The usual irrigation choices are drip, sprinkler and centre pivot, and there are pros and cons with each system. I prefer drip irrigation, which is favoured where water is scarce. There’s a huge saving when rows are far apart (especially when 5m apart) and water is placed only where it’s needed. In the early stages, young plants will draw very little water. Watering the entire area will waste water, as it will be applied to areas with no roots and will only stimulate weed growth.
The influence of rainfall
Be aware of hazards. With sporadic rain, weed growth will be limited, occurring only near the drippers. If it rains before the plants start to send out vigorous runners, weed growth will be stimulated all over. If the weeds between the rows are not mechanically or chemically removed in time, it’ll become a huge problem. Remember roots will only grow into areas with sufficient moisture. During the growth period, good rainfall could allow roots to progress unhindered. A typical prolonged dry spell can follow and the plants’ only access to moisture would be via the dripper points. The rest of the root system then becomes ineffective and prolific growth extending over the whole area creates a huge demand for water. The frequency of irrigation will have to be increased substantially so plants don’t become stressed. Plants will have to be examined daily during the heat of the day for signs of moisture stress.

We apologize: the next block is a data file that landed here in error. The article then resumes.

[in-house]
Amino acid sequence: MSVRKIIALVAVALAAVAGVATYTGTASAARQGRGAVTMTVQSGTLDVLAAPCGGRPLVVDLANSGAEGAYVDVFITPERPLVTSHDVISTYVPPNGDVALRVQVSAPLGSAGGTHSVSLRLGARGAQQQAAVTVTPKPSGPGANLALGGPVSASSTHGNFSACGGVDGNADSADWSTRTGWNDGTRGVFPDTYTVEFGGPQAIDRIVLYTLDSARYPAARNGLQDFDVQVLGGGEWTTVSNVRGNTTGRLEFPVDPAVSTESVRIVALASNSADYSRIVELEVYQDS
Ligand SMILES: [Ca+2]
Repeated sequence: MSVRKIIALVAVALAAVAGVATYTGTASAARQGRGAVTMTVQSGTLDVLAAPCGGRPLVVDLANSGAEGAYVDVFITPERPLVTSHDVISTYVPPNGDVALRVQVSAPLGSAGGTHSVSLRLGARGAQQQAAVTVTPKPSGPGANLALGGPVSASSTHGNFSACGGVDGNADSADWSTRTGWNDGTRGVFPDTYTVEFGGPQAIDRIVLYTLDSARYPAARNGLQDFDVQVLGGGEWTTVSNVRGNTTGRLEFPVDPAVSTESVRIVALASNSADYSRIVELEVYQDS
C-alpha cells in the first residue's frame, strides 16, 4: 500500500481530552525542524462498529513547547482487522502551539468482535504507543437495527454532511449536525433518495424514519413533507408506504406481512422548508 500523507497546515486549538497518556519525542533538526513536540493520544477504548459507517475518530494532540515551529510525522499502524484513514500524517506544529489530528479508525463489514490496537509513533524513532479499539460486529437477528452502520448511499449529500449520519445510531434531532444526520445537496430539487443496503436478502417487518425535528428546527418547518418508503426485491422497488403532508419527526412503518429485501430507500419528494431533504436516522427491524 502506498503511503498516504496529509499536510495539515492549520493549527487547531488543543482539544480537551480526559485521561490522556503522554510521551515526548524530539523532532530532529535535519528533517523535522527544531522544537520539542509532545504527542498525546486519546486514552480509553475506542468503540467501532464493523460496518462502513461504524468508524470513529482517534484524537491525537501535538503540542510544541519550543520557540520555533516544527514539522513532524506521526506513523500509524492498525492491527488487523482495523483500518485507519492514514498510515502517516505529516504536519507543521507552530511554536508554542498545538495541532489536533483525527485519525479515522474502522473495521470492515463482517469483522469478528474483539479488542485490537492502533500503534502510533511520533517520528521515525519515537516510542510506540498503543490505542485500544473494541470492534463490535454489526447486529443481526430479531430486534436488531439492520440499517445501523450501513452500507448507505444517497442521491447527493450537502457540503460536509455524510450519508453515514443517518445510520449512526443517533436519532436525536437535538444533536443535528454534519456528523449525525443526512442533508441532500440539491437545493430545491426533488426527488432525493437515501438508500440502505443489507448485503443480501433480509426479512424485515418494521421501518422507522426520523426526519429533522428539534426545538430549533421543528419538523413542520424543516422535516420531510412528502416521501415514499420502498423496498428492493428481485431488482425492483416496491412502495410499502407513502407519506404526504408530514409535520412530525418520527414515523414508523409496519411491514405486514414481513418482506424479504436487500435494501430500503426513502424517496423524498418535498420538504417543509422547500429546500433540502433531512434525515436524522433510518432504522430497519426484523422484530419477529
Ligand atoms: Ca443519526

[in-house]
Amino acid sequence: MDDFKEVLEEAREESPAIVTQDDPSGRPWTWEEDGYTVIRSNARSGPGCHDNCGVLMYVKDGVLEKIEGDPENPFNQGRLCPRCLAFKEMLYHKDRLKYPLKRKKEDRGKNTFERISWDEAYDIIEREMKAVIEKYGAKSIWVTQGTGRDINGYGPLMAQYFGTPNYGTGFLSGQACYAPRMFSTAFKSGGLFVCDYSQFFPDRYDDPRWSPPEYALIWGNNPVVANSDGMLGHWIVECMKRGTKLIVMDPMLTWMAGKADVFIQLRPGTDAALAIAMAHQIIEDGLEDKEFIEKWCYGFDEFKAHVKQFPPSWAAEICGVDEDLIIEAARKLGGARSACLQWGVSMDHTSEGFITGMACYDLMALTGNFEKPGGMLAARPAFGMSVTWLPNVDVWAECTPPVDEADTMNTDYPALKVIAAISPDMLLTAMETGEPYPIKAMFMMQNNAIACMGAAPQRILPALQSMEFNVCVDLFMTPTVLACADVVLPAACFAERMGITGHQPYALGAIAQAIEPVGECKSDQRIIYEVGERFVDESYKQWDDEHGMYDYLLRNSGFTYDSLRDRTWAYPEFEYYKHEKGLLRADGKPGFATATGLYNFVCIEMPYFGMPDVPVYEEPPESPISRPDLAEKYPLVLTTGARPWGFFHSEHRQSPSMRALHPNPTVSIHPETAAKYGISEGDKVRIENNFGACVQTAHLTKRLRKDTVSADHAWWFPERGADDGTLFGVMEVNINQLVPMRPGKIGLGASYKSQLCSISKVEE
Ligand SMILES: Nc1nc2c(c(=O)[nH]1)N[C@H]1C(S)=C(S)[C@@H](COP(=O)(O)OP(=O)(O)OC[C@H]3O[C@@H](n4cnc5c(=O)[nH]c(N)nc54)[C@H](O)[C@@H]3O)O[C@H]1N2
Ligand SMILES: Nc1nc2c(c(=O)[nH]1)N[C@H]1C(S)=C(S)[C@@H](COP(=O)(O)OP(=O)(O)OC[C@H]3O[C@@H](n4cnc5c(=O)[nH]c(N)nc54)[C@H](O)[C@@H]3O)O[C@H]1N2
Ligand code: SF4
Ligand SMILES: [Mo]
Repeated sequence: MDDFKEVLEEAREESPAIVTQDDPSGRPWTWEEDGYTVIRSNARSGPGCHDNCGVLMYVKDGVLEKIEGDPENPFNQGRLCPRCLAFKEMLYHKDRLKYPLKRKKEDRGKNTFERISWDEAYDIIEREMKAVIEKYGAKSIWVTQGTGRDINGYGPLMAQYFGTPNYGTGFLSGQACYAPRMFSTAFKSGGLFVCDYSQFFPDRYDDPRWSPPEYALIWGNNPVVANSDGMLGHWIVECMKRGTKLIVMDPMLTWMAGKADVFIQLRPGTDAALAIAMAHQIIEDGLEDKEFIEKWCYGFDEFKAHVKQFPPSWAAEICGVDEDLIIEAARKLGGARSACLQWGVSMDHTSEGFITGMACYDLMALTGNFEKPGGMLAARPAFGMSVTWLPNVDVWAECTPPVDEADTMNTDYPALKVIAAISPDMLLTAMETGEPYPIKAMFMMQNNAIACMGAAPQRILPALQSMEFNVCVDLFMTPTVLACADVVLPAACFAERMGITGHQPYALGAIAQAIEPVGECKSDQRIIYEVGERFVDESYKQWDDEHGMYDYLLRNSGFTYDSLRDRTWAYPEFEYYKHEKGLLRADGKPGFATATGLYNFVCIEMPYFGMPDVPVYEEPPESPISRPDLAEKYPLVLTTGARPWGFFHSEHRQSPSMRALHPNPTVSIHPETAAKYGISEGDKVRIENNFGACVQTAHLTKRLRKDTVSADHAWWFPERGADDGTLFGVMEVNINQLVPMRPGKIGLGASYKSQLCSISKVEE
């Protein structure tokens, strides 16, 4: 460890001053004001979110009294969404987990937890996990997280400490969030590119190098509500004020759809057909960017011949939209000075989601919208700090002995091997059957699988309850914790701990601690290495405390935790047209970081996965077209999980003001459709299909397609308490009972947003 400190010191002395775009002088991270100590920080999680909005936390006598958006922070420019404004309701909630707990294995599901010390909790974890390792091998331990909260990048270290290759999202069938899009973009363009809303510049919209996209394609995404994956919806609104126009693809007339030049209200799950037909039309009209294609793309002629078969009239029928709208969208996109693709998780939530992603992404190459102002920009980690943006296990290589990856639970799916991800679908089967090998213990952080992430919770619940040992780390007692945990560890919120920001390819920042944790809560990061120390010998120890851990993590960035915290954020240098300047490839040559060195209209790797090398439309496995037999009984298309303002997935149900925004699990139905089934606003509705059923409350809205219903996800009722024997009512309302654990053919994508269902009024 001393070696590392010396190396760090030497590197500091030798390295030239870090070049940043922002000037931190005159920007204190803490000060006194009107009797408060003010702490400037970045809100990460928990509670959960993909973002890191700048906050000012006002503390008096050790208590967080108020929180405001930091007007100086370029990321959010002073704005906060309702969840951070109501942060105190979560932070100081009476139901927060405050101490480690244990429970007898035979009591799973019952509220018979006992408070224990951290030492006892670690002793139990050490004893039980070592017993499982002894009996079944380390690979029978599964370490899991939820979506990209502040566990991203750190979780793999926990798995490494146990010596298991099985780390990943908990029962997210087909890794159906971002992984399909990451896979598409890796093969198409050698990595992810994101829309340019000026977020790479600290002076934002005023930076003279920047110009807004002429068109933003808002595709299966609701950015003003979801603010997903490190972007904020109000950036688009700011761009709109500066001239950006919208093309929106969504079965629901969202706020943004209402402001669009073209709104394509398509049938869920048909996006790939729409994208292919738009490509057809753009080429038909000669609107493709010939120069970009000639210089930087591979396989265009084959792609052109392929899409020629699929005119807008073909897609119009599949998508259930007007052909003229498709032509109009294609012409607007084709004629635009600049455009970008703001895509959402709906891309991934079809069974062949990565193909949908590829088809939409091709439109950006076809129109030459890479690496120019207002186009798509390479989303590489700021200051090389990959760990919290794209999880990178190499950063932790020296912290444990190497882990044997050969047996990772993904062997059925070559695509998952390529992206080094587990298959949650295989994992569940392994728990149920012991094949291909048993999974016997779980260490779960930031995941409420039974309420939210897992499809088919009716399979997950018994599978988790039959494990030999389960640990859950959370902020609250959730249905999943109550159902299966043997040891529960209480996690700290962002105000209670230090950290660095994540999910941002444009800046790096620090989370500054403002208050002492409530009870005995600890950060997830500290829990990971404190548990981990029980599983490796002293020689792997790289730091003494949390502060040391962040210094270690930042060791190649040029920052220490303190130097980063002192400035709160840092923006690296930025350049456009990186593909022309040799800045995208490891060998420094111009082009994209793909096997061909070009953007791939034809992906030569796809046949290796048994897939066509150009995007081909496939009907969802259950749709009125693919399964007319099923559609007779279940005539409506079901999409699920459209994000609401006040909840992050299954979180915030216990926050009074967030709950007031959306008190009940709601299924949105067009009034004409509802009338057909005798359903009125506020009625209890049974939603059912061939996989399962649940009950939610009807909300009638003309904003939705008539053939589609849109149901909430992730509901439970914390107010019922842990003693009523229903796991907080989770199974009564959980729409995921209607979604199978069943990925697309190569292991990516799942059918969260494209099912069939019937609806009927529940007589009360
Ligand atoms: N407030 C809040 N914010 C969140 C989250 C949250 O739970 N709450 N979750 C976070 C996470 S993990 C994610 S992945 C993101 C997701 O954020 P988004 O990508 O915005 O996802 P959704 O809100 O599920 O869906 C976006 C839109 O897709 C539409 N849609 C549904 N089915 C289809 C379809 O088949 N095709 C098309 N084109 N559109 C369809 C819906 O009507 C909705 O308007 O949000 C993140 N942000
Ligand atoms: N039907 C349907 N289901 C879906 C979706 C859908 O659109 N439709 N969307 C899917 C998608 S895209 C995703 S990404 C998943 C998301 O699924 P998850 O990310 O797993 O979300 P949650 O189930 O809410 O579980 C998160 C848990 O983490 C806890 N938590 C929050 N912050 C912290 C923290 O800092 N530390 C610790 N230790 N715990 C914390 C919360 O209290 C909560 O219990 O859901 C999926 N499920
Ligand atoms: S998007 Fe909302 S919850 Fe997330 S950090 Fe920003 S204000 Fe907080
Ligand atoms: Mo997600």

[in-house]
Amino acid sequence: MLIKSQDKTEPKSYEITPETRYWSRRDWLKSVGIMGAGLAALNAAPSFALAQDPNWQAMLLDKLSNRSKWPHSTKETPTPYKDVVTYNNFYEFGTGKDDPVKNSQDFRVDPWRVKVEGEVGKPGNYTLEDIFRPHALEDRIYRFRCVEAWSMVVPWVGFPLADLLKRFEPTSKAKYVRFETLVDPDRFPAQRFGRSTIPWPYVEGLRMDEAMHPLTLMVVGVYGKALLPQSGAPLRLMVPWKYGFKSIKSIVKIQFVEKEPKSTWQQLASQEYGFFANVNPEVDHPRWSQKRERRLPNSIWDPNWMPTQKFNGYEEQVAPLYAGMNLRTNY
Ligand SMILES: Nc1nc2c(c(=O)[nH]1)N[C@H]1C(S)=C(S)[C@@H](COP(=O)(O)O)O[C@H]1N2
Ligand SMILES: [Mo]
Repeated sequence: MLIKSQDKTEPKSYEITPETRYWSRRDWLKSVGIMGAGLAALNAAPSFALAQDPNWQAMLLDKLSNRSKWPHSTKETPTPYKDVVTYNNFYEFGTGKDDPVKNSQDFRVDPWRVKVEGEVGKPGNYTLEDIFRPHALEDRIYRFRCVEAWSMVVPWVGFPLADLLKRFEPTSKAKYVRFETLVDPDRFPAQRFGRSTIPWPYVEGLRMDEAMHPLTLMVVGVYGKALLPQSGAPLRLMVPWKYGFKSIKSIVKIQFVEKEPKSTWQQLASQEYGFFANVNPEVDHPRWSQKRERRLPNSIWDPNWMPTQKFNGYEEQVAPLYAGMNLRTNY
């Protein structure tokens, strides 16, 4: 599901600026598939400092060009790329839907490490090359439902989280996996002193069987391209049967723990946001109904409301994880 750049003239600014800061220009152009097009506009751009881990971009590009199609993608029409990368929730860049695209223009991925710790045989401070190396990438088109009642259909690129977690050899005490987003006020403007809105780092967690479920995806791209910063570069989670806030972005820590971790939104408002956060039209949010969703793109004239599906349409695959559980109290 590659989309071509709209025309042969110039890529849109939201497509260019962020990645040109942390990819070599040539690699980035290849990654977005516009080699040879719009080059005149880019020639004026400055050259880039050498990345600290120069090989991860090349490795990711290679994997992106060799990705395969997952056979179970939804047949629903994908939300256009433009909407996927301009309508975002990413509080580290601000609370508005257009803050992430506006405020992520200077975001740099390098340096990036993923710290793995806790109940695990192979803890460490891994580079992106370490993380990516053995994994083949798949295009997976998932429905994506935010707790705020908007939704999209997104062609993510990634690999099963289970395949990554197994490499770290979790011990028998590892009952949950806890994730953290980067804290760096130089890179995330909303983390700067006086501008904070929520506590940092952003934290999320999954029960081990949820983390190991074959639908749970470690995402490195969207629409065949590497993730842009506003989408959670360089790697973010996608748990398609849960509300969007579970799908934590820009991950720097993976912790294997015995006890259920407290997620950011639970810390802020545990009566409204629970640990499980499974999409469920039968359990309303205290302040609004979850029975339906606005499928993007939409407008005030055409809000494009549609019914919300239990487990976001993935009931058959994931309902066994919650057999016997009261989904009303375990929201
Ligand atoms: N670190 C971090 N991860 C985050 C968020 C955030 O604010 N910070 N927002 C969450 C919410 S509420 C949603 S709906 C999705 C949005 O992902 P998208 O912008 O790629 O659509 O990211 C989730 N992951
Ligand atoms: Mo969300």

Rainfall affecting feeding
During the rainy period, the extended root system gets nutrients from afar, which is then denied when dry periods set in. Watch this and ensure the plants get sufficient nourishment through drippers. This is especially important where soil fertility is not very high. In such conditions, we should initially make sure the fertiliser is applied to the dripper zones. – Bill Kerr (alph[email protected] or (016) 366 0616). |fw